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Don't Blow It Like Buffett: Investing VIPs Share Their Biggest Mistakes

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What You Need to Know

  • One theme: Heavy stock or sector concentrations.
  • Misuse of margin is another mistake.
  • One strategist admits her portfolio is more complex than necessary.

Even the savviest investor can make a costly error that stirs regret and, possibly, provides a useful lesson.

Billionaire investor Warren Buffett himself has shared investing mistakes, including his admission to shareholders in 2017 that he had been too dumb to see the opportunity in Amazon. 

Buffett acknowledged his decision to avoid investing in the e-commerce giant early on had cost shareholders in his Berkshire Hathaway a lot of money. While such a missed opportunity can certainly prove to be a miscalculation, so can the opportunity taken that would have been better avoided.

ThinkAdvisor recently asked high-profile investors and strategists to share their worst personal investing mistakes. A few responded with lessons they learned and steps they took to fix portfolio trouble spots.

Going All In on One Stock

Larry Swedroe, head of financial and economic research at Buckingham Strategic Wealth, said that in the mid-1980s, while working in investment banking and trading individual stocks in his own portfolio, he had the idea there would be consolidation in the U.S. banking industry, with big banks buying up smaller ones.

There was also talk at the time that the U.S. and Canada would sign the North American Free Trade Agreement (NAFTA), he noted.

Swedroe spotted a small bank in upstate New York near the Canadian border that was trading at a very low price to book value. Its earnings were growing consistently and friends gave it good reviews. Swedroe started to buy its shares, eventually reaching a $100,000 position, which was about 10% of his net worth.

“As it turned out everything that I thought would happen happened,” Swedroe said, adding that someone who had invested in a regional bank index would have done spectacularly well.

The idiosyncratic risk of a single investment, however, “came to bite me,” when a key executive committed fraud and the bank went under, he said.

“I lost most of my investment,” selling before the stock went to zero, Swedroe said. And because he had held the securities in his IRA, he couldn’t deduct the loss on his taxes.

“It shows you that even if you could predict the future, which I did very well on the major themes, that something unexpected and that’s idiosyncratic to an individual company can come back to bite you,” he said. “And so I learned a good lesson from that, that you shouldn’t take idiosyncratic risk.”

That means avoiding owning individual stocks altogether unless they’re in an account held for entertainment purposes, he added. The odds of a single stock outperforming the market are so low that investors shouldn’t try, Swedroe added, noting most stocks underperform the market.

One high-performing stock, like Google, makes up for many losers, he said, noting only 4% of stocks account for 100% of excess returns over Treasury bills.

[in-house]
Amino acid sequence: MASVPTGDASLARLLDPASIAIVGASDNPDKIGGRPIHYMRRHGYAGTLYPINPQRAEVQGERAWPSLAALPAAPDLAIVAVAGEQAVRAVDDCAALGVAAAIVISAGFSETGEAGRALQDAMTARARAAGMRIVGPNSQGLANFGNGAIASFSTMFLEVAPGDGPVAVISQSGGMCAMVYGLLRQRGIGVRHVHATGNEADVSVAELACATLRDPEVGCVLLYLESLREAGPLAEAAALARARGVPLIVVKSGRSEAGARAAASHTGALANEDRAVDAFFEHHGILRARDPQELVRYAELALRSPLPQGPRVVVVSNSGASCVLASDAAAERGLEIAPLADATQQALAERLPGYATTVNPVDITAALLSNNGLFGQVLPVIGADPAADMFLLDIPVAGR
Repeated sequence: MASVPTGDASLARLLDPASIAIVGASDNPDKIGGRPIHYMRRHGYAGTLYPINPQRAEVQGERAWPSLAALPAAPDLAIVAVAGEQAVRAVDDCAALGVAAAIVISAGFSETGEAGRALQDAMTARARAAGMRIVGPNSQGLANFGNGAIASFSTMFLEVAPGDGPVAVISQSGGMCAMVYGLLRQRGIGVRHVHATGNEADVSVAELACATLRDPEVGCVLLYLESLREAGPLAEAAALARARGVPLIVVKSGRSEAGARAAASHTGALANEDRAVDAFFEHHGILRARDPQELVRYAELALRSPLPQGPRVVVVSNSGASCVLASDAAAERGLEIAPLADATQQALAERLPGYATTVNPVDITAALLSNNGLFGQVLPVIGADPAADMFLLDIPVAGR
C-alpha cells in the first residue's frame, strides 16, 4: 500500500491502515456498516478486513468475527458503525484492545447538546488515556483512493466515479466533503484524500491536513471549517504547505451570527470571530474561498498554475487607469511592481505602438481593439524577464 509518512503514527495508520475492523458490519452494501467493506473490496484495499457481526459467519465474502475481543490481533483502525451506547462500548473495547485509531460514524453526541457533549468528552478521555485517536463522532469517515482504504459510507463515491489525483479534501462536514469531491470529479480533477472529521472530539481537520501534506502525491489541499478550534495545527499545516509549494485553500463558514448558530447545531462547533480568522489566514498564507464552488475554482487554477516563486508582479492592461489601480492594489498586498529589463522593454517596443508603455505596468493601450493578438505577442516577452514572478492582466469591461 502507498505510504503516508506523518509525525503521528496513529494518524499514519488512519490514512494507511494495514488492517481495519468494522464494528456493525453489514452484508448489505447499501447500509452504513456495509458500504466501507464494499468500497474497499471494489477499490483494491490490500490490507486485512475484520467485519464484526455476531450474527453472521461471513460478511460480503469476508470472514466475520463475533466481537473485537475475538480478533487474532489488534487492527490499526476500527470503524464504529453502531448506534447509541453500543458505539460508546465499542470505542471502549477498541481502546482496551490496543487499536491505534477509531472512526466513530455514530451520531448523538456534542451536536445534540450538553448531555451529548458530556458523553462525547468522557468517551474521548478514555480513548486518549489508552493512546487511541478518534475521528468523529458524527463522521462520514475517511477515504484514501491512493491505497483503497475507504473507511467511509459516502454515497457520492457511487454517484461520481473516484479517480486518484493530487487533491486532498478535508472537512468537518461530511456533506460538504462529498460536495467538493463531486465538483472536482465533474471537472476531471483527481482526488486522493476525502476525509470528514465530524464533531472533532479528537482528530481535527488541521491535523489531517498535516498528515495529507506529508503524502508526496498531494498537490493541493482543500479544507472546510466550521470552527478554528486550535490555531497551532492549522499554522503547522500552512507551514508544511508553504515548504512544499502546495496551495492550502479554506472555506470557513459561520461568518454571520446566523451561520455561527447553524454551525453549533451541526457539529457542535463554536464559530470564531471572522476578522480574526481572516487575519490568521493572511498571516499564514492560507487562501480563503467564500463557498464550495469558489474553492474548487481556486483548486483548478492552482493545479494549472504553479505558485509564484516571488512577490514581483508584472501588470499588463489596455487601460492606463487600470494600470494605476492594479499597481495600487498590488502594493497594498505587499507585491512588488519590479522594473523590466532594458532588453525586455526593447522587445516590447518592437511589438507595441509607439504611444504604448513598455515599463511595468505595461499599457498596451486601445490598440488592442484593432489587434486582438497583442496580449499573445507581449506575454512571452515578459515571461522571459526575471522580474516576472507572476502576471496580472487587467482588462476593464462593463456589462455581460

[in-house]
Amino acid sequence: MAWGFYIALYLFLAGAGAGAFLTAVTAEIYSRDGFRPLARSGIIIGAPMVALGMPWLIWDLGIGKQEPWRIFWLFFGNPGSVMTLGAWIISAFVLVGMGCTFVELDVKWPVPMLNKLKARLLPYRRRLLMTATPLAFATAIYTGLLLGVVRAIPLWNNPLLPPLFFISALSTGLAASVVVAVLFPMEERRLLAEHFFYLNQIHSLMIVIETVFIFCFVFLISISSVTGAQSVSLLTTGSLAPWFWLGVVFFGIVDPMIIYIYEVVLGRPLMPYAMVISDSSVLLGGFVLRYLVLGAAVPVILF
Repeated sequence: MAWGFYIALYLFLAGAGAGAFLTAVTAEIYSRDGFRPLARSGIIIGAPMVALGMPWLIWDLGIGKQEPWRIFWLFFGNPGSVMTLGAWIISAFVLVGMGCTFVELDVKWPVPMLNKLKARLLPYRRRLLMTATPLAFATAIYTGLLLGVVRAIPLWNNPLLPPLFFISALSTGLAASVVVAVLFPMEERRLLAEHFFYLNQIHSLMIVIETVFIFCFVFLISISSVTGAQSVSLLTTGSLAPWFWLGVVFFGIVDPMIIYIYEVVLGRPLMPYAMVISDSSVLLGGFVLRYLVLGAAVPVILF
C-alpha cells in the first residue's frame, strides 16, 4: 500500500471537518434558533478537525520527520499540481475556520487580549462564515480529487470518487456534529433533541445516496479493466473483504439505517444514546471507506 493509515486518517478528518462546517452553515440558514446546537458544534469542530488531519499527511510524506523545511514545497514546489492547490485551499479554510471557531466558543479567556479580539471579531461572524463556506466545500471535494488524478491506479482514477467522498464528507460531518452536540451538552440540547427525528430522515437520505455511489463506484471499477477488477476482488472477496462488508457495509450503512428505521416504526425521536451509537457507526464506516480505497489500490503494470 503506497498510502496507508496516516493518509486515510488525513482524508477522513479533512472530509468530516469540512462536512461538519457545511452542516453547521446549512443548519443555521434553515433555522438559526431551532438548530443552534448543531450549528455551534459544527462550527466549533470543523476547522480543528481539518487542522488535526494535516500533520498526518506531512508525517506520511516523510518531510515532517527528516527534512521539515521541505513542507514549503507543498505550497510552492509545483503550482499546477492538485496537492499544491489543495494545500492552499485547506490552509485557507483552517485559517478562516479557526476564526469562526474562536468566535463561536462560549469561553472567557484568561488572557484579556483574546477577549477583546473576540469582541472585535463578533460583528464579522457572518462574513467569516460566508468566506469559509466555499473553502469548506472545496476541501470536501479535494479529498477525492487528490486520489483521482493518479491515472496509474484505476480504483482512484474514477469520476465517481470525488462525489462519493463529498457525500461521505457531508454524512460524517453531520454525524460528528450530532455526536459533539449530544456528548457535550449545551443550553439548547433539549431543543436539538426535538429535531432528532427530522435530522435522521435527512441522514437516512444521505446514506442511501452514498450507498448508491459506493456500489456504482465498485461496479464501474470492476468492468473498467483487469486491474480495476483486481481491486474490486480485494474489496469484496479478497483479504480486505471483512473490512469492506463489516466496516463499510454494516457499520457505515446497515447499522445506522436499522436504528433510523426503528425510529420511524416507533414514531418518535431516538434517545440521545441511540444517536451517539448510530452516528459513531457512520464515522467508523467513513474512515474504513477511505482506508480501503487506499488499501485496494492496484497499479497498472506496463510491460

Buying Into a Bubble

“When I first started trading it was the late 1990s and it was a crazy time to learn how things worked,” Carson Group Chief Market Strategist Ryan Detrick said via email. “I was simply buying all the networking names that were all the rage and I was on a ton of margin. I quickly more than doubled my money and then the bubble burst.”

“I learned that stock indeed can go lower and that margin can work both ways. Within a period of months I had lost virtually everything. It was a great lesson though. Nothing lasts forever, manias happen and it is hard to realize you are in one when it is happening, and leverage is a very dangerous thing if not done correctly.”

Too Much Employer Stock

Christine Benz, Morningstar’s director of personal finance and retirement planning, recently wrote about her five “failings” as an investor: holding too much employer stock, holding too much cash, not holding enough in bonds, being slow to make IRA contributions and not always placing investments in the most tax-advantageous accounts.

She told ThinkAdvisor in an email that she’d call out the heavy investment in employer stock.

“I already have a lot riding on my employer via my paycheck, so it doesn’t make sense to stake a chunk of our portfolio in it, too,” Benz said. “I have been working to divest of it but it is still a larger position than it ought to be.”

In her column, she said she and her husband hold more than the roughly 5% often considered a reasonable upper limit for employer stock.

Smaller Missteps

One of Benz’s colleagues, Morningstar Research Services portfolio strategist Amy Arnott, also wrote recently about her investing mistakes, listing eight missteps. 

Some mistakes, like those Arnott cited, are less about investing in the wrong stock, or missing an opportunity to invest in a hot one, than about taking steps to maximize personal finances. The mistakes aren’t catastrophic, she wrote.

Arnott cited, for instance, being late to contributing to a health savings account, avoiding signing up for long-term care insurance, never establishing a Roth IRA, and deciding to pay off the mortgage early, among other issues. 

She also described her portfolio as more complex than necessary, saying a few passively managed mutual funds and ETFs would probably comprise an ideal portfolio.

Image of Warren Buffett. Credit: Nati Harnik/AP


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